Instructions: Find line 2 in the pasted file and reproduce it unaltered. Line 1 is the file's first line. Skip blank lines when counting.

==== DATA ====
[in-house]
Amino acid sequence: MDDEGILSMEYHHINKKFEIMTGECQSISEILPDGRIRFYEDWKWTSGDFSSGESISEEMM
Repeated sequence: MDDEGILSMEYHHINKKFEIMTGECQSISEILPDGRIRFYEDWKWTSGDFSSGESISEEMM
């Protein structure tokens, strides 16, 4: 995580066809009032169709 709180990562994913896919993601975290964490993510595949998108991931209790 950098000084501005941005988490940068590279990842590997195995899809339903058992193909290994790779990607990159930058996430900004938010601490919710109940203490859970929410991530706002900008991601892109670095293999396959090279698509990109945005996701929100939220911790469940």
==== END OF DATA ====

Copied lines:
Amino acid sequence: MDDEGILSMEYHHINKKFEIMTGECQSISEILPDGRIRFYEDWKWTSGDFSSGESISEEMM